Does shyness get the better of you sometimes? You’re not alone.
Some people have an air of shyness about them. This can have knock-on effects; people may see you as someone who lacks confidence, a worrier, someone who doubts themselves or maybe even someone who’s not worth talking to.
Not a great start if you’re trying to impress.
Let’s be honest, when faced with a new or challenging situation, feelings of shyness can hit us all. But for some of us, these feelings take control. Worry and anxiety overtake our thought processes and everything else goes out of the window.
This can happen to anyone. Doing something when you don’t feel comfortable has a strange effect on our mind and body.
One of my students told me that she absolutely dreaded going to the school gates to pick up her son from school. She’s a naturally quiet person, she hates speaking in groups and finds meeting new people really challenging. She made excuses not to have to wait at the gate or would time her arrival just before the kids came out so she didn’t have to make conversation. The longer this went on, the worse the situation became.
She blamed her quiet character and shyness on her inability to make conversation with new people. However, some of the most confident people I know are quiet people. Her shyness was not due to her quiet nature, it was caused by her worrying.
She coped with her worries by trying to blot them out. She’d do her best to forget about it until it happened. That was her way of dealing with it.
Doing this will not help you when it comes to the crunch; when you have to do the thing you’re dreading. In this case it was going to the school gate and having to speak to other parents. But it could be a work event (meetings, presentations, interviews, networking …) or any kind of social situation (a date, a party, joining a club…)
To overcome your feelings of shyness you must face your fear. So how do you do this? How can you stop yourself looking and feeling like someone who wants the ground to open up and swallow them?
Firstly, you need to force yourself to think about the situation before it happens. Then you’ll need to think about how you want to be perceived. Accept that you’ll have to change your ‘natural’ behavior and be strong in your mind.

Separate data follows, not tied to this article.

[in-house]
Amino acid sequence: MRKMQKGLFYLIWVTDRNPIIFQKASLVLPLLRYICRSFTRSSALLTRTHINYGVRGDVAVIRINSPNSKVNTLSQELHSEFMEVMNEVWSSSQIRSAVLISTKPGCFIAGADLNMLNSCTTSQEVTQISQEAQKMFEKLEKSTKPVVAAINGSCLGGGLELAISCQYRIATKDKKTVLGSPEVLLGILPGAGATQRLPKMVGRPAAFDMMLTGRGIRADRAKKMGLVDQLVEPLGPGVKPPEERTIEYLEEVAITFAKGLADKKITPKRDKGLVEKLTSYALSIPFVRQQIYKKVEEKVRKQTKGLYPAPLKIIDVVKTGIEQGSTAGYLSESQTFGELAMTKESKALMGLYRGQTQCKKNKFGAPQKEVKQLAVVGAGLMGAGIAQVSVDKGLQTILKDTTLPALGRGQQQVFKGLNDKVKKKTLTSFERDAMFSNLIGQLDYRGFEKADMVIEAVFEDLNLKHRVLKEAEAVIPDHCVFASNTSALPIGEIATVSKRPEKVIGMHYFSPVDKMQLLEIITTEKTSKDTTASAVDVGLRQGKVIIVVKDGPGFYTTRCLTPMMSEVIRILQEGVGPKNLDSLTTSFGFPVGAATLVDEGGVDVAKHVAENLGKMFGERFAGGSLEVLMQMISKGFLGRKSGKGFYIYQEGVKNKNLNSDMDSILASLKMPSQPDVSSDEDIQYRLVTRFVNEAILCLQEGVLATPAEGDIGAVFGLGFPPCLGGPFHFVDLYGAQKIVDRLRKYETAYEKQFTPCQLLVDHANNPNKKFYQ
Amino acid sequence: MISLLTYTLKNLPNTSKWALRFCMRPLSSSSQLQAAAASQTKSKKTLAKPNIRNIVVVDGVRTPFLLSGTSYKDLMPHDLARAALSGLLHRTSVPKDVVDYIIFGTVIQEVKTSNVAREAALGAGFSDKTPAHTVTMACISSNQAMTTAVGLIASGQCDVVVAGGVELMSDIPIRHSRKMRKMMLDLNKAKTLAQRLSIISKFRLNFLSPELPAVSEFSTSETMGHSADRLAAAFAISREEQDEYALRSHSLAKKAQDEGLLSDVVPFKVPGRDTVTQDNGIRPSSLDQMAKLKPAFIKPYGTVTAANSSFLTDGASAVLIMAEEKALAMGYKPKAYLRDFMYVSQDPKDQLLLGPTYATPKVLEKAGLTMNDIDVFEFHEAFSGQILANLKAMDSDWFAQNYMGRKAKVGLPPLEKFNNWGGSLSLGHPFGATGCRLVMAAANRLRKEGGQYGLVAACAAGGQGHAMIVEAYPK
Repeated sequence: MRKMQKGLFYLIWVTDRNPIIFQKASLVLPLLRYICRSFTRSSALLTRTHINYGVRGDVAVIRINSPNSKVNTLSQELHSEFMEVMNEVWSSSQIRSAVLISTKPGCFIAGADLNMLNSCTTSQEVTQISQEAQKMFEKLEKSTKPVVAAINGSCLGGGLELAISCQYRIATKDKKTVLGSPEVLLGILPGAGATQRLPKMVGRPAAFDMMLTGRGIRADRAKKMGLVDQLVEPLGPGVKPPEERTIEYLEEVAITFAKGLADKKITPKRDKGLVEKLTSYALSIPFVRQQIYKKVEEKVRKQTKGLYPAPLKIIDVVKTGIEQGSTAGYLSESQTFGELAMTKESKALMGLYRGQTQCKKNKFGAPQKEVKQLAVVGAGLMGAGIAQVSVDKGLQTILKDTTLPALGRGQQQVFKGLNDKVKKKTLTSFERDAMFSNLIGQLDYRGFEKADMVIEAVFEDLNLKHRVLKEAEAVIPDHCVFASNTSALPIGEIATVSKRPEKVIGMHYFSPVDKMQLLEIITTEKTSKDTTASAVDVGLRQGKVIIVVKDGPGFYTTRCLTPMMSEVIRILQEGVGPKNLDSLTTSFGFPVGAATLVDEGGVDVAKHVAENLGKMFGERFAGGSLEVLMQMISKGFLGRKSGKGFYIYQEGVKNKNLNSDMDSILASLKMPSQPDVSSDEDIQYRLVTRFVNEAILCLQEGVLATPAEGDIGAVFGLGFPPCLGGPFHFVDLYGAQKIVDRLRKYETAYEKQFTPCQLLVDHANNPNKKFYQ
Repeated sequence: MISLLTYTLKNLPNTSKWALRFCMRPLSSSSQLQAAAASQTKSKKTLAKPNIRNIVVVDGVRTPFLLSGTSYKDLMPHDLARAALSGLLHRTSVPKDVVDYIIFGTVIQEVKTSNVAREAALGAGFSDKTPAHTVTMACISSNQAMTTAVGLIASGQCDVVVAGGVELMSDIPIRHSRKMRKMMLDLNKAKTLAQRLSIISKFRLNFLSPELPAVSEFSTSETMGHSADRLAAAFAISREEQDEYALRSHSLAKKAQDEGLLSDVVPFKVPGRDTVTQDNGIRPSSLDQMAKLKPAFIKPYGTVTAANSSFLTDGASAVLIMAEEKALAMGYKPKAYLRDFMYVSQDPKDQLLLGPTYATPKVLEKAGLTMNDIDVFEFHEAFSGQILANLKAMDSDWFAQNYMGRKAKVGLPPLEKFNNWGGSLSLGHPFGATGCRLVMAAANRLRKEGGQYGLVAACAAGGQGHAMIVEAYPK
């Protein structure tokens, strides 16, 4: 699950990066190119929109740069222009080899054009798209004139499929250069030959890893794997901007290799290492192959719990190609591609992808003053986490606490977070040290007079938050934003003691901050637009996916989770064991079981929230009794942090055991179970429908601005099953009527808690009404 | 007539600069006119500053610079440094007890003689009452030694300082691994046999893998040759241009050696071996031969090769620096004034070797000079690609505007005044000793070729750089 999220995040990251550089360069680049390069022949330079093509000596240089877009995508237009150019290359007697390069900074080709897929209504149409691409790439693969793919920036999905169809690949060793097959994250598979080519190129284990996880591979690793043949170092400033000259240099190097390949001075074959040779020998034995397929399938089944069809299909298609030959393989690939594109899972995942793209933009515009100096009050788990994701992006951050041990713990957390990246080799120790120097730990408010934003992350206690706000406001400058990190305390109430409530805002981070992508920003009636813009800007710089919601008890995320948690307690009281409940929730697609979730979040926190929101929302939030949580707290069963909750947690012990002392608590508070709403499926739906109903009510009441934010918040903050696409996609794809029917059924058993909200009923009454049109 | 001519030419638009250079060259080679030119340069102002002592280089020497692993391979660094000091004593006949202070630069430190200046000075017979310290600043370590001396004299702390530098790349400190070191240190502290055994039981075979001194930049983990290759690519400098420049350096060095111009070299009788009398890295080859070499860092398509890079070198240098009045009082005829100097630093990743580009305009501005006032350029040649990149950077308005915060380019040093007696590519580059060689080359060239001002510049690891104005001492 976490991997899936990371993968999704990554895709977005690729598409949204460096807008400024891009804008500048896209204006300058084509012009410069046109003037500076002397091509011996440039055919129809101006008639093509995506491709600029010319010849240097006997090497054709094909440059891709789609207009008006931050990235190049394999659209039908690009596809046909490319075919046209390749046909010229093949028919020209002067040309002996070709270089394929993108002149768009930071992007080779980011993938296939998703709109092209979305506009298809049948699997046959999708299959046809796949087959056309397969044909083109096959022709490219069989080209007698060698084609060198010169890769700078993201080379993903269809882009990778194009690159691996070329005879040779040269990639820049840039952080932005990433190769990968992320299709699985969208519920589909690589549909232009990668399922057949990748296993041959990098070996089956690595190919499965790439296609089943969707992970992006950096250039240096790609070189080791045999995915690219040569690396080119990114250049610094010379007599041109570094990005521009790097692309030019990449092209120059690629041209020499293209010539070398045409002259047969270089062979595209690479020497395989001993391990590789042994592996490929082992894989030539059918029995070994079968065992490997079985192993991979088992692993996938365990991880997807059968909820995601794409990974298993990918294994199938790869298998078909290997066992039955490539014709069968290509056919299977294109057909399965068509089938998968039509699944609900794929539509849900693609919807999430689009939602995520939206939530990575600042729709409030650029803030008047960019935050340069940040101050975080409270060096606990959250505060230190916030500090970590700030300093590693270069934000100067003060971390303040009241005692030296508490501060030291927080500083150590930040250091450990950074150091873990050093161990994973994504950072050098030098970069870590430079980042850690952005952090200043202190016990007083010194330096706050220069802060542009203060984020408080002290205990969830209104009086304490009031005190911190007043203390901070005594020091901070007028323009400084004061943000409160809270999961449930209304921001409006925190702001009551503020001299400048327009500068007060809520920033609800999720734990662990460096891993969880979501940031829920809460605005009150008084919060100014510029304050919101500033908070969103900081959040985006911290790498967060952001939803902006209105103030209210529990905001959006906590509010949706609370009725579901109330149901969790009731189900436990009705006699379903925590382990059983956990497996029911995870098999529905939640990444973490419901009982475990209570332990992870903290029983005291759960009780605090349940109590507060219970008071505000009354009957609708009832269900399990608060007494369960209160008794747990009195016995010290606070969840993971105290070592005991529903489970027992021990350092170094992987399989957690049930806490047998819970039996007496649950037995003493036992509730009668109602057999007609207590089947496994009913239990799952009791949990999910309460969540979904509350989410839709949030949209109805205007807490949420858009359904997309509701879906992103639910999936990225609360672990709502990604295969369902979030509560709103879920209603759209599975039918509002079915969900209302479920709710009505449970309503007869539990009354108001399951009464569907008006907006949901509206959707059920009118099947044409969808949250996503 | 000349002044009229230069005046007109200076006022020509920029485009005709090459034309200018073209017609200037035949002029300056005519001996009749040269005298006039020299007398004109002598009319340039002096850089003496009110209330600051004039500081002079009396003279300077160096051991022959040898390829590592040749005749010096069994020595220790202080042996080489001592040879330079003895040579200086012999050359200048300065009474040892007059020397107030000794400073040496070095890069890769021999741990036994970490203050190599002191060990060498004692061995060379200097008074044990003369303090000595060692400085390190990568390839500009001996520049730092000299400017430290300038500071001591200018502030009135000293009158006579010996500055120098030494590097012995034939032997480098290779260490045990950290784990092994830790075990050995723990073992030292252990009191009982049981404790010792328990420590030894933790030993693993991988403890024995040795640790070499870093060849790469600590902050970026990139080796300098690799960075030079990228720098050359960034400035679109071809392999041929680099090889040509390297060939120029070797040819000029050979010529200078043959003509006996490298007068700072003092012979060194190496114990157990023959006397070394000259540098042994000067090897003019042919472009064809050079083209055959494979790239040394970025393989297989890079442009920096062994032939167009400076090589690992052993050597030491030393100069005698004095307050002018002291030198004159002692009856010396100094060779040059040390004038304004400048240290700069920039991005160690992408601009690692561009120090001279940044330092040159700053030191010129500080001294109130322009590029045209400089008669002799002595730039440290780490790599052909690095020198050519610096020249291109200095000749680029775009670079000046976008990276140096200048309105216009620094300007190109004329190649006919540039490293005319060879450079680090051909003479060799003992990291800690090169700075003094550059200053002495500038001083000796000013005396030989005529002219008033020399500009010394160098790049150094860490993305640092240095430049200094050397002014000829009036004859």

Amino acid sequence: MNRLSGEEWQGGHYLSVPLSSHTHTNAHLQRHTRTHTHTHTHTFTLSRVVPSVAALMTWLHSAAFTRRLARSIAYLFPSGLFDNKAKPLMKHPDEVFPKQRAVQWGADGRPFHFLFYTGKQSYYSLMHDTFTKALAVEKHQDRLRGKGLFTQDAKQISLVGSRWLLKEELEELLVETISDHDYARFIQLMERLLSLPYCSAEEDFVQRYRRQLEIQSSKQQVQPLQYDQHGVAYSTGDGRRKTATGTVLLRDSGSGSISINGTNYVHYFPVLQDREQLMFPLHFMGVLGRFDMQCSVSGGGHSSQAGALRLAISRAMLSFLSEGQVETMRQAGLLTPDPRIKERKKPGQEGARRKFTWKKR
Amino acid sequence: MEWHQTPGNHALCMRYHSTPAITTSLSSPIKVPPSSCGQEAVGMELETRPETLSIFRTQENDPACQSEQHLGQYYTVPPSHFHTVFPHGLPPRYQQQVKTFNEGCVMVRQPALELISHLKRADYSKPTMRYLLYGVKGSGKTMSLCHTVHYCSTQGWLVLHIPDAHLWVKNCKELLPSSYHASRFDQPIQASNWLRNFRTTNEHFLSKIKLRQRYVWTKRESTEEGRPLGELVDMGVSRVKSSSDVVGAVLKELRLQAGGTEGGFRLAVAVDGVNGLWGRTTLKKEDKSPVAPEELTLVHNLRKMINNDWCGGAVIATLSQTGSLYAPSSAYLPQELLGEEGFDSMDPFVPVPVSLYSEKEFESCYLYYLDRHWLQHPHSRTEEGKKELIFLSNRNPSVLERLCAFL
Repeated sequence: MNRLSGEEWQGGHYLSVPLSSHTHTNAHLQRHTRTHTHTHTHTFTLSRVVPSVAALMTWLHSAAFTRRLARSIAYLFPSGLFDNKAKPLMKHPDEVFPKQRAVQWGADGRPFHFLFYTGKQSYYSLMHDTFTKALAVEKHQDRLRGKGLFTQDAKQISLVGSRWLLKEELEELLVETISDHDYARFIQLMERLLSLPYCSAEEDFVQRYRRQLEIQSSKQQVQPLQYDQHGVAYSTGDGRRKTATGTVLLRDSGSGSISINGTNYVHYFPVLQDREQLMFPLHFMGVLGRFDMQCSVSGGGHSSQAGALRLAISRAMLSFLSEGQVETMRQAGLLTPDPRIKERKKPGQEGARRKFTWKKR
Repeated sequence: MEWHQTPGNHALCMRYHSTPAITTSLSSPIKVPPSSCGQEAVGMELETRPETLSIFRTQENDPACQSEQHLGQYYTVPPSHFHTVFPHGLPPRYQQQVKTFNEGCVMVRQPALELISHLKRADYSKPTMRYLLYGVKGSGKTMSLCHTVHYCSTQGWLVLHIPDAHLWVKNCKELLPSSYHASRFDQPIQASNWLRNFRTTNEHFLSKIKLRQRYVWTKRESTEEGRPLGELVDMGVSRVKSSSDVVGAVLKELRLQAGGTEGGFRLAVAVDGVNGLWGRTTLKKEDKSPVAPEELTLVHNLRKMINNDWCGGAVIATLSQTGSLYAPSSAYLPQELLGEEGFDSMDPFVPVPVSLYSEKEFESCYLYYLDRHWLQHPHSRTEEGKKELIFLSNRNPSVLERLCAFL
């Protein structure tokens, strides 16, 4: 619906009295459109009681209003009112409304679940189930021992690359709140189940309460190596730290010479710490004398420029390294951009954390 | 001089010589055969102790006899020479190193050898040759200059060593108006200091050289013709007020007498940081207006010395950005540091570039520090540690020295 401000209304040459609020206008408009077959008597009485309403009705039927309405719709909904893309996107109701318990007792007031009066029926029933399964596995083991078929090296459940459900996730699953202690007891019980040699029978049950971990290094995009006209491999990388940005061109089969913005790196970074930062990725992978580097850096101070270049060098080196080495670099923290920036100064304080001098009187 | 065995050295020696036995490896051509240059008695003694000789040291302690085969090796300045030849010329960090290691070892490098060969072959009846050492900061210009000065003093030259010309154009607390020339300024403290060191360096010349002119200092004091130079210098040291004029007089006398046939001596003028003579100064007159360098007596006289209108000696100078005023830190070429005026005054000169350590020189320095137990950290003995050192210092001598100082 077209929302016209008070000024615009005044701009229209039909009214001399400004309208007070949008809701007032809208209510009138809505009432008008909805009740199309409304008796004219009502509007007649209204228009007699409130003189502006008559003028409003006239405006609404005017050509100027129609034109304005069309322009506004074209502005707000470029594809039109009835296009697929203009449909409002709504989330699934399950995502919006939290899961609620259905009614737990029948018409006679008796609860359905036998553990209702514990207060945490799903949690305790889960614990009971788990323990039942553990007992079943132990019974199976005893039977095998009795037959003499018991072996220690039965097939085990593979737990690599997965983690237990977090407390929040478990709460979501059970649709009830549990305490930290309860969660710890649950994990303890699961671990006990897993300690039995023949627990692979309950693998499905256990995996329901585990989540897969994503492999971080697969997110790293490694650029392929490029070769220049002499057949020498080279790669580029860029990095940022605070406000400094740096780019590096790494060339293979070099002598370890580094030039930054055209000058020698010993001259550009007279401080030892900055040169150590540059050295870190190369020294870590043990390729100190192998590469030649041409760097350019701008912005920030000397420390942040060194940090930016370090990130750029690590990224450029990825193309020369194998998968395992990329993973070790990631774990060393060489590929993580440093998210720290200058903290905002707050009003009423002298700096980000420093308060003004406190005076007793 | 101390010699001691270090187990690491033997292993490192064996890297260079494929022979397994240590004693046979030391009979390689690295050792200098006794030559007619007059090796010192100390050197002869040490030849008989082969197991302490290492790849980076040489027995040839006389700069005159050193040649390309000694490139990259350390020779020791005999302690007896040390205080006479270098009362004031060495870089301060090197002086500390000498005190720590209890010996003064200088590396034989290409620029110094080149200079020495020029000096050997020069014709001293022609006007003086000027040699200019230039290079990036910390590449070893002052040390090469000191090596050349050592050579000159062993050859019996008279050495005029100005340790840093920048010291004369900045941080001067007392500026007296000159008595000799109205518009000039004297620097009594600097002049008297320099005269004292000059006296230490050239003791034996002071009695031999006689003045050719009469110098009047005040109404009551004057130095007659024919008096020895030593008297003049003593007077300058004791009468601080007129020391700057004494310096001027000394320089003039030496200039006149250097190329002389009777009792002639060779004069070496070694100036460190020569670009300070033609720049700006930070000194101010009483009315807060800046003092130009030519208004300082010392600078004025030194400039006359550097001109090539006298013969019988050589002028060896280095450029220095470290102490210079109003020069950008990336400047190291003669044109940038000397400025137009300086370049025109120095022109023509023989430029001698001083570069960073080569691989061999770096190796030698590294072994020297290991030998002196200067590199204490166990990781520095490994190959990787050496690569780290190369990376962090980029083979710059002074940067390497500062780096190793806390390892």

These six simple tips will help
Be very conscious of how you hold yourself. Stand with your shoulders back and chin up. You might think that hunching your shoulders will help you to hide. It won’t! So stand tall. Be proud. Walk calmly and don’t rush about.
2. Facial Expressions
Use your eye contact and your facial expressions to send the message that you are confident. Look around and take everything in. Smile when people look at you. Look at people directly when you’re talking to them.
3. Take the initiative
Introduce yourself to people before they make the first move. Prepare what you’re going to say beforehand. Visualize yourself making a great first impression. Try to see yourself from the other person’s point of view.
4. Remember names
Try to use peoples’ names during the conversation. This will make you look perceptive, confident and aware. You can set yourself apart as a confident person if you’re the only one to remember peoples’ names and use them.
This is a great way of stopping awkward silences. Just listen to what people are saying and use the conversation as subject matter. Don’t make the mistake of concentrating solely on what you are going to say next.
6. Get involved
Force yourself to speak to someone. Never sit waiting for someone to talk to you. Make a pact with yourself. Have some conversation starters up your sleeve and then get to listening (#5 tip).
If you do struggle with shyness, over the next few weeks, treat these 6 simple tips as your Shyness Plan. Pick the next situation that will challenge your shyness. Focus on it and apply the plan. Keep practising and slowly you’ll find a way of overcoming your shyness.
Feel free to use me as a sounding board. I’d love to hear how you’re getting on. Share your thoughts in the comments.
Mike McClement, Founder Think Confidence, Self-confidence Author and Coach. Passionate about helping people achieve their potential and enjoy life to the full. Writes about all aspects of self-improvement and self-esteem. Author of Brilliant Self-confidence. Visit his website at Think-Confidence.com